My husband and I are divorcing after 30 years of marriage. Will I still be able to receive Social Security retirement benefits based on his earnings record after our divorce?
Yes. If you already receive Social Security based on his earnings record, you’ll continue to receive it as long as you live (or in some cases, until you remarry). If you don’t receive Social Security yet, you can apply for a reduced benefit when you turn 62 or wait until your full retirement age if you want to receive an unreduced spousal retirement benefit. If you’ve been divorced for more than two years, you can apply as soon as your ex-husband becomes eligible for benefits, even if he hasn’t started receiving them (assuming you’re at least 62). However, if you’ve been divorced for less than two years, you must wait to apply for benefits based on your ex-husband’s earnings record until he starts receiving his own benefits.
You don’t have to worry about losing your benefit even if your ex-husband remarries. Benefits for a divorced spouse are calculated separately from those of a current spouse.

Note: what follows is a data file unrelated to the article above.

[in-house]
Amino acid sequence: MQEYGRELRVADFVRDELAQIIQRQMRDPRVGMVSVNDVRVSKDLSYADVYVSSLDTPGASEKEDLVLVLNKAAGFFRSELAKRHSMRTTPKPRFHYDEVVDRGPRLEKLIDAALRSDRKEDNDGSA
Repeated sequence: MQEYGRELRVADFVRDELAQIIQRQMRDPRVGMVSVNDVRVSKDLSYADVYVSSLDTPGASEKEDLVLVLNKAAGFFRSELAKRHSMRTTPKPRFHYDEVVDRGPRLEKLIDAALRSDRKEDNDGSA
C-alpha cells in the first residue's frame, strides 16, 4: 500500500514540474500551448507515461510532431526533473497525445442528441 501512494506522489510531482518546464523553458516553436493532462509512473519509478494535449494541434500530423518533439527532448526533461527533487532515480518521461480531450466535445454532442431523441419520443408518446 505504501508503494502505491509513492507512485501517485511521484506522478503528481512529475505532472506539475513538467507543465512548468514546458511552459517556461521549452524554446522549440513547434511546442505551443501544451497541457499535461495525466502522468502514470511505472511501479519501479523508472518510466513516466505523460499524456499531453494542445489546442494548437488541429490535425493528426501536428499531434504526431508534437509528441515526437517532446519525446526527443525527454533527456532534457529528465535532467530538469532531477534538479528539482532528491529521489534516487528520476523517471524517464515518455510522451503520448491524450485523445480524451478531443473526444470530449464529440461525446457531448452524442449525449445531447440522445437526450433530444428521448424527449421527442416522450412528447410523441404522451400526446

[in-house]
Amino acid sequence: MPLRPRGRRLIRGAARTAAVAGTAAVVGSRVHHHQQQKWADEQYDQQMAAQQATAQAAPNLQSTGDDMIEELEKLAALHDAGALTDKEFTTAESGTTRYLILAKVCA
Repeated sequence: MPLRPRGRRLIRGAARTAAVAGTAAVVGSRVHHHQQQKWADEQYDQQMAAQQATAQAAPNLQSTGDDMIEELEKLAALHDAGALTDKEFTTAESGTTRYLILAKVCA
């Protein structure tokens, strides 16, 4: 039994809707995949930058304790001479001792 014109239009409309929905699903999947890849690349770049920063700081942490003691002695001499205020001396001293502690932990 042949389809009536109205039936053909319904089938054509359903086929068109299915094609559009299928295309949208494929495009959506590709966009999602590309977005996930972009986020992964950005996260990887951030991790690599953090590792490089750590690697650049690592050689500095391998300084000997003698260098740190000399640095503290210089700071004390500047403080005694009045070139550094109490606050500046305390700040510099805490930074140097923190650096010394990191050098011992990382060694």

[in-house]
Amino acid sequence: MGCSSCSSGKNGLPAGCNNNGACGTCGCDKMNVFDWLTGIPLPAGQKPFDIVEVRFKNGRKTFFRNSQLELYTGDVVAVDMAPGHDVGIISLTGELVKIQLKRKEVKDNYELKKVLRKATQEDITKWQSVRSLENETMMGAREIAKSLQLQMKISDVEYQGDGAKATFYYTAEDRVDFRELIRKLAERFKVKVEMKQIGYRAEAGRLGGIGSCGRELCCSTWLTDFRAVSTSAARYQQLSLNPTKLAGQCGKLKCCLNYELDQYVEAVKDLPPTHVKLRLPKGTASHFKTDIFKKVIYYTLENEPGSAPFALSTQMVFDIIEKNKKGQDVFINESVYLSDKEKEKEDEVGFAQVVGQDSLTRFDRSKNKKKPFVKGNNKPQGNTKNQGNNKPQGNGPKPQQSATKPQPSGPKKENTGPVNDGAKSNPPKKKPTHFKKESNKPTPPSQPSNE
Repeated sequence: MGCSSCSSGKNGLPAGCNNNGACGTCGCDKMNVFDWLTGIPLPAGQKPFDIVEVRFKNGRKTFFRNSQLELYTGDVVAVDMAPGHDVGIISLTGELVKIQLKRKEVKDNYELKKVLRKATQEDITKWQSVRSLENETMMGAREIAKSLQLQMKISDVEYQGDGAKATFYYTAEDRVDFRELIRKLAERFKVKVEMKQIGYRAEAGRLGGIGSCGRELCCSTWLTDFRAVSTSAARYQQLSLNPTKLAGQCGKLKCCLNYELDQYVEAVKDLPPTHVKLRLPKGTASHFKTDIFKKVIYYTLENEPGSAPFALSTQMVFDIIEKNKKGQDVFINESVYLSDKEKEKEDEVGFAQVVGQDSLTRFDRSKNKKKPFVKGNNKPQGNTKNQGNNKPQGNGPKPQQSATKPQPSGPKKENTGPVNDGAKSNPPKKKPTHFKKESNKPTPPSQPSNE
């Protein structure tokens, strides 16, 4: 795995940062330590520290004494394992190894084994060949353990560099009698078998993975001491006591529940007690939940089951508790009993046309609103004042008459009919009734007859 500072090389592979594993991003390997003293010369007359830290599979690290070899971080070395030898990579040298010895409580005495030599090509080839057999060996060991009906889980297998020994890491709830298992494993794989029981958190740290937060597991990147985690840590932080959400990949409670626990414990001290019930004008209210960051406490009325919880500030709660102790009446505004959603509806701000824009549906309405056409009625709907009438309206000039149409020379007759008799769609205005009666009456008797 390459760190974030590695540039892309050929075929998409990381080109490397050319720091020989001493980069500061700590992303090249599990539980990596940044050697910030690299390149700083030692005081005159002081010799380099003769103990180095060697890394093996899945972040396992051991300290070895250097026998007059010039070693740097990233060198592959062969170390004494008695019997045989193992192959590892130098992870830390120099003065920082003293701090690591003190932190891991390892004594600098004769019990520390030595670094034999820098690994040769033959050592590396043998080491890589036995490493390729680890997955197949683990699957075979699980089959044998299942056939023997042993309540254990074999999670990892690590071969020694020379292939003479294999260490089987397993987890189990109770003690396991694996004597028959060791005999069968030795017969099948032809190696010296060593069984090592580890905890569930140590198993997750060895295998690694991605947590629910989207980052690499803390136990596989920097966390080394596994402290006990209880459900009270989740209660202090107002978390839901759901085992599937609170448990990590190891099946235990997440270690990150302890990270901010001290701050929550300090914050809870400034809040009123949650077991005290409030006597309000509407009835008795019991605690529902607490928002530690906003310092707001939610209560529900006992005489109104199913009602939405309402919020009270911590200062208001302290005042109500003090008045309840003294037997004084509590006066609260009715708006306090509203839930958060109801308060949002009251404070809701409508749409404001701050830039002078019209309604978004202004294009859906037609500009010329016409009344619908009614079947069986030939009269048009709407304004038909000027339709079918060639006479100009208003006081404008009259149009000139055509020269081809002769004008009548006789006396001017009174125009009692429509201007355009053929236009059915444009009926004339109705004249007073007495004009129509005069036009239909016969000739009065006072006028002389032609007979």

Are my Social Security benefits subject to income tax?
A portion of your benefits may be subject to income tax if your modified adjusted gross income (MAGI), plus one-half your Social Security benefits, exceeds specific limits. Your MAGI equals:
- Adjusted gross income (or the adjusted gross income of you and your spouse if married and filing jointly),
including wages, interest, dividends, taxable pensions, and other sources,
- Tax-exempt interest income (e.g., interest from municipal bonds and qualified U.S. savings bonds), and
- Amounts earned in a foreign country, U.S. possession, or Puerto Rico that are exempt from tax